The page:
Answers to popular training questions (March ’13)

Posted by Latif Thomas

I spend a lot of time answering training questions. In fact, I’ve been answering training questions since first going ‘online’ in 2004. I’ve noticed a pattern in the types of questions I get. So today Here are answers to a couple that I see on a regular basis…

Question #1: Latif, I could use your help on the placing of my athletes in events.

Since I have started coaching, I have always been a bit lost when it comes to insuring that I do not place an athlete in certain events that will cause them to have less success.

It is easy to look at my best athlete and want to place them in the 4×100, 100, 200, and the 400. This athlete is our best short sprinter, but is also a top 4, 400m athlete. Should I ignore the fact that he is one of our top 4 and keep him focused on short sprints?

My girls are a smaller bunch, and I run into similar problems. My top 400m girls are needed for the 4×400, and 2 of them are the fastest in the 4x100m.

I guess my real question is, would it make more sense to use my best athletes in all the top positions, or would it be better to have them focus on particular areas, 4×400 + 400, and keep our 4×100, limited to the 100m and 200m events.

Where have you found success? How many athletes do you have competing in sprint events across the board, 100m, 200m, 400m?

My Answer:

Sometimes we over think the process, especially when we coach small teams or have a small number of talented kids. Historically, my best 400m runner  has also been my best 100m runner. (*Cough*, speed reserve, *cough*) However, most of my sprinters run from 100-400 depending on time of year, stage of development, need, etc.

But, there are no perfect answers.

My suggestion is to decide what’s important to you and focus training on that. For example, we’re in a, um, not very competitive league, so I don’t have to worry about winning dual meets. I can use them as speed/special endurance, race modeling, development, etc. My focus is on having our best performances at our Division Championship and State Championship. So, once I identify which event/s athletes will most likely compete in at those meets, I train them primarily for those events. That said, my ‘short sprinters’ and ‘long sprinters’ do most of the same work. The main difference is that the long sprinters do more volume on tempo days and do more Special Endurance runs when we can squeeze them in around dual meets.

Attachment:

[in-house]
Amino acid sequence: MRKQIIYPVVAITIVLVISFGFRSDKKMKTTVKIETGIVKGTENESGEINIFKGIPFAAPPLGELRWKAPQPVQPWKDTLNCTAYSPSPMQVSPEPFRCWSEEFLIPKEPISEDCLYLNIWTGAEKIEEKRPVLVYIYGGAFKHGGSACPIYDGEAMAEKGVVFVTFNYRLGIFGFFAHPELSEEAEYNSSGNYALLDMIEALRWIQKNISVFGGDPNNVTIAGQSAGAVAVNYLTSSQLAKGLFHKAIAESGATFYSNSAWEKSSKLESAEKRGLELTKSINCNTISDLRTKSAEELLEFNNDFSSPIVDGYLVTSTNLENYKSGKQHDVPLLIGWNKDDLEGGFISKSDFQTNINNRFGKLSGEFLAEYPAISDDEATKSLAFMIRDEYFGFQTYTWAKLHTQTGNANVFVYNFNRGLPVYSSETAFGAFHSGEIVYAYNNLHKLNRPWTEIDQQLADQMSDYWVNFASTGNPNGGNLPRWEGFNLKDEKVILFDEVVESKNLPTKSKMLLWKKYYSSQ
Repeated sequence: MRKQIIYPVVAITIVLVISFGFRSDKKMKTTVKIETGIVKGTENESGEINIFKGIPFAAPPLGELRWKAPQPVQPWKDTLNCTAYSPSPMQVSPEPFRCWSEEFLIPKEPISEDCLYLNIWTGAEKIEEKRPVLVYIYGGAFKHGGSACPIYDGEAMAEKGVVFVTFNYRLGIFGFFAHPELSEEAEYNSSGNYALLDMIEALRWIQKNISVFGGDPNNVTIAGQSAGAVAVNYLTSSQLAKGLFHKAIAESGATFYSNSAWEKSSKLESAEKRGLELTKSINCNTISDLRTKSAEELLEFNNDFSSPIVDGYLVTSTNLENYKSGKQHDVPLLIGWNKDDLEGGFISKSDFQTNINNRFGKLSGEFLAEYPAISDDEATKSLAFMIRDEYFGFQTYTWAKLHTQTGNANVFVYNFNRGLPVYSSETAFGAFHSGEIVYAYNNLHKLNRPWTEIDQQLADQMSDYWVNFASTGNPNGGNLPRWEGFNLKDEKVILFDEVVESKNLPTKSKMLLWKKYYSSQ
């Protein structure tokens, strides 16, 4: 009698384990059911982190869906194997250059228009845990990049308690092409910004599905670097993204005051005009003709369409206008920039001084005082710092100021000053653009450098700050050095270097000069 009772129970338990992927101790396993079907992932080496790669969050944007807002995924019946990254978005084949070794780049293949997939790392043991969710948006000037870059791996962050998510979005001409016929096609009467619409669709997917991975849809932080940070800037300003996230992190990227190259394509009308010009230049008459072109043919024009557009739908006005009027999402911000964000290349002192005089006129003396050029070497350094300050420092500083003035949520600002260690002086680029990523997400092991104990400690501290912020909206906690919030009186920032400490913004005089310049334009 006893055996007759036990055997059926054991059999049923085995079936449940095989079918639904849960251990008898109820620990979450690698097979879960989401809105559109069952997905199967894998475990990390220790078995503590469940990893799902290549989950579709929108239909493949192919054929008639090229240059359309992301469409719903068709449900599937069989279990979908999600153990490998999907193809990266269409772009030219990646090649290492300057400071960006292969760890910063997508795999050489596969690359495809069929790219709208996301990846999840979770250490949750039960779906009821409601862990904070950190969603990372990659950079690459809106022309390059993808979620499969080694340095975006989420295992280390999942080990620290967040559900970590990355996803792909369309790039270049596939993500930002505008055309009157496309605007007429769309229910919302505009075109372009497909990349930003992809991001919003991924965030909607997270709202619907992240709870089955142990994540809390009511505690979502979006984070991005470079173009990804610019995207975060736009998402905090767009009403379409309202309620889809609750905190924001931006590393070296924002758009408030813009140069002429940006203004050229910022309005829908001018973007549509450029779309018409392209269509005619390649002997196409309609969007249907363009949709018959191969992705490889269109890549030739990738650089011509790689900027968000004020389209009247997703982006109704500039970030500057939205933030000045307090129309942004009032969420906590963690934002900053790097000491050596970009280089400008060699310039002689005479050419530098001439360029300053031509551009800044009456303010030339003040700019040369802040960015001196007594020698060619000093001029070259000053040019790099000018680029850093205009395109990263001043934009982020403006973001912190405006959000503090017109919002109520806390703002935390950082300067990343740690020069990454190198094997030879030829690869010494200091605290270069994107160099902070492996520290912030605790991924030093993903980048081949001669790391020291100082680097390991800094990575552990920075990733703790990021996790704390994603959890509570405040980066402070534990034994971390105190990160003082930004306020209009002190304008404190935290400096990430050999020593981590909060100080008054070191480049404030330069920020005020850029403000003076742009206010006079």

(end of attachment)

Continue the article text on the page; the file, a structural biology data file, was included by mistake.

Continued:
Last spring my best 400 runner was also my best 100 runner on both the boys and girls side. They both ran 400/4×4 at the State Meet. So I trained them all season as 400m runners.

For what it’s worth, the boy won and the girl placed 3rd. So, for that particular season at least, the strategy worked.


Question #2: I am the only coach for my small (20-25) girls team, so as you may have done in the past with your coaching experience, I am trying to be everywhere all the time.

When doing field events do you do full workouts of both every day or do you switch workouts so one day is more running than field and another day is more field than running?  Is it too much of a workload to be doing a running workout and a field event workout on the same day?  Many of my girls are good at a field and running event so I do not want to neglect either training.  I know some of the training will overlap and I have used several ideas from Boo Schexnayder and his information on multi-event training, but I thought I would ask you also.  Any information would be helpful, thank you again.